Pomio – Pomodoro Task Manager
This is one of the more complex apps; it has all kinds of features which will delight everyone who structures their work through this technique. Not only can you enter tasks, you can color-code them and assign them different length work and break periods. The other apps let you change the time periods as well, but only throughout the entire app and not task-specific.
The benefit is not just that you can tailor your work sprints according to the material you’re working on, you can also analyze the collected data by color label. Add to that estimates (how many pomodoros you think you’ll need to finish a task) and a day-by-day breakdown of the time spent on every single task within the app.
Pomio is geared towards professional users who are not afraid of getting to know all the settings and will use them to track every minute of their working day. It offers great analytics and very detailed settings per task.
Simple Pomodoro Timer
If all of the above is too much for you and all you want and need is a timer set for 25-minute work intervals and short 5-minutes breaks (or longer ones if needed), then Simple Pomodoro Timer is for you. There are no settings, no statistical data and no marks for accomplishments, which might be unfulfilling for some. There are huge numbers taking up your entire screen and with a tap, you start the countdown (or pause it). Breaks are indicated with a bright yellow background, instead of the serene black during working periods.
Despite the simplicity of the app, you’ll get a push notification when you’re done; it will only make your phone vibrate, there are no sounds which might lead to your forced exile from the office on a busy pomodoro day. Breaks have to be started manually; this can be a downside if you forget it, but it can also help your productivity: instead of dropping whatever you’re doing so you can enjoy the entire 5-minute break, you can finish the stroke on the image you’re working on or finish that sentence you’re typing and then start the break on your terms.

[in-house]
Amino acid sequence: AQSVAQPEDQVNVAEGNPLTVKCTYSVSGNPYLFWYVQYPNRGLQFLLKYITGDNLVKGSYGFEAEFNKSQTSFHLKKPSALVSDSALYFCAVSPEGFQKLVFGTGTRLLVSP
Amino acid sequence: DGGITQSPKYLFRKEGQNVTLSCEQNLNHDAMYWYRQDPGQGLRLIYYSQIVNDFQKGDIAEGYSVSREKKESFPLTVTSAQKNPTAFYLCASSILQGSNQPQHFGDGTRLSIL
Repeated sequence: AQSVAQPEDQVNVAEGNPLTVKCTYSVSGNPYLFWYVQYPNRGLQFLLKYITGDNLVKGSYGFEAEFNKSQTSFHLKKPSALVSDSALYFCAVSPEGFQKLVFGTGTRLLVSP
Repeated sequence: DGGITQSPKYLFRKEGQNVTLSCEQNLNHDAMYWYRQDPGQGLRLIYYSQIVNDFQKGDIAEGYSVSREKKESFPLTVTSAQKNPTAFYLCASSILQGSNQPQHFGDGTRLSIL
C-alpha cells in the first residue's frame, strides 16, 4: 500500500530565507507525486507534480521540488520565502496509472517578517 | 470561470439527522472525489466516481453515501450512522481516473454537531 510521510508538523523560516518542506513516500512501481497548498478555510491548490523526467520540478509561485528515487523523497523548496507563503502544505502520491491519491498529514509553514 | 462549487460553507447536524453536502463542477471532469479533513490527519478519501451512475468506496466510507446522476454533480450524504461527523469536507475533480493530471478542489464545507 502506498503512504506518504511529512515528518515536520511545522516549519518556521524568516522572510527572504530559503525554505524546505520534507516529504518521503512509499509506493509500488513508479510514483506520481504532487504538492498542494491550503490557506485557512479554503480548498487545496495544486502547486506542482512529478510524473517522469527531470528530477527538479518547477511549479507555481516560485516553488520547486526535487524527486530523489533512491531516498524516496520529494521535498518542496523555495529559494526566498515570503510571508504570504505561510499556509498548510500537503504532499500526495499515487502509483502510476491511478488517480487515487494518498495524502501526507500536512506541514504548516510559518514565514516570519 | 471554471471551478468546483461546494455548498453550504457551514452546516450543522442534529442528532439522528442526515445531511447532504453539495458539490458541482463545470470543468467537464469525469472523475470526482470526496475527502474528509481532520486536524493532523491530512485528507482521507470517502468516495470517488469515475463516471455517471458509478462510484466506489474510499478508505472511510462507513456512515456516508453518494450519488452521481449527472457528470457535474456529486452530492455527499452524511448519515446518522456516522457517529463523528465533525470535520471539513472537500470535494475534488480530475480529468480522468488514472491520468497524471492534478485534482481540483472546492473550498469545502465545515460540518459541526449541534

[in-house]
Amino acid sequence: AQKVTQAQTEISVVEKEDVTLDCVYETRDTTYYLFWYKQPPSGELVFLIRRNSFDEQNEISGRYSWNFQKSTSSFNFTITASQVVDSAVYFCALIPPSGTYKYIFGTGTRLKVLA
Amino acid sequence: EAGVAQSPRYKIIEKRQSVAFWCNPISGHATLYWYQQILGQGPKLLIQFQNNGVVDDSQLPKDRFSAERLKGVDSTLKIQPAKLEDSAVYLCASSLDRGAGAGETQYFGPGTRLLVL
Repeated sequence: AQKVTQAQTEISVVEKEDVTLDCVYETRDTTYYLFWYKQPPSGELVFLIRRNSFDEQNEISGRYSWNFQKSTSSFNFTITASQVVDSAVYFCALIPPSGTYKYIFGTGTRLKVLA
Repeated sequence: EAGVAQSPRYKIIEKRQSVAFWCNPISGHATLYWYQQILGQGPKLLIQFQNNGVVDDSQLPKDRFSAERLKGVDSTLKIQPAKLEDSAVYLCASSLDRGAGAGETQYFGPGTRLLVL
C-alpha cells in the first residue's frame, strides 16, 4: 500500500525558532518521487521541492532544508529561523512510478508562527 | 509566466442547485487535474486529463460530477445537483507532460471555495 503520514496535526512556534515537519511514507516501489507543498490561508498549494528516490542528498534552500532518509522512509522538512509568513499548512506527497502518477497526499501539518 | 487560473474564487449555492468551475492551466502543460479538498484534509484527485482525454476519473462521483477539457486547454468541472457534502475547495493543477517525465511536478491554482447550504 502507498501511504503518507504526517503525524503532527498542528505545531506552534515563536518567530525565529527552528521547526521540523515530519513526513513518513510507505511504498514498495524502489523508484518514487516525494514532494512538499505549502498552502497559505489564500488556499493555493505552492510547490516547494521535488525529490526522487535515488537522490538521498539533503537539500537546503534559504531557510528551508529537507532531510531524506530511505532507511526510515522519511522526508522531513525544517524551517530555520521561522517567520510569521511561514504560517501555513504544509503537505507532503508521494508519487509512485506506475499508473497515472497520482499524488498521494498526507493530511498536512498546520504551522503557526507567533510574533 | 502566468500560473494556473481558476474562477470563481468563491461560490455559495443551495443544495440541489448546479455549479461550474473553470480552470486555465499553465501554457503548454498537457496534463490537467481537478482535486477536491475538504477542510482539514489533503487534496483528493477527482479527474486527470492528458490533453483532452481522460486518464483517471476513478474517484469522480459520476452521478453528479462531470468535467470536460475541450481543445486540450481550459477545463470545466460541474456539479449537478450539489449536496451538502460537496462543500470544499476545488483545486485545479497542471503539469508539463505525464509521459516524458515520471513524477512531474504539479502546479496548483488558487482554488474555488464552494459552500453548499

Simple Pomodoro Timer might not have the rich feature set of the other apps, but through that is also a lot more flexible. And since it’s free, why not give it a try?
Not officially an app for the pomodoro technique, but Repeat Timer can easily fit the requirements. It supports timers of all sorts, but more importantly, it supports repeats and user-definable intervall times (between repeats). That makes it quite easy to set the 25 minute work period and 5 minute breaks. Just hit start and Repeat Timer does the rest.
While you can’t add any tasks nor assign timer-periods to them, Repeat Timer is still a great alternative to the above apps because it has the greatest flexibility and can be used for pretty much any repeating work without being limited to the pomodoro timeframe. The free app allows only 5 repeats, but that’s enough to find out if Repeat Timer works for you before purchasing the pro version which allows up to 99 repeats.
These five apps are only a fraction of what’s available on the App Store today, but they are among the ones which combine great and/or minimalistic design with a satisfying feature set. You pick how complex or simple you need it, there’s something for everybody.
Have you ever used the Pomodoro technique? What are your experiences? And do you think an app could help you be even more productive? Let us know in the comments.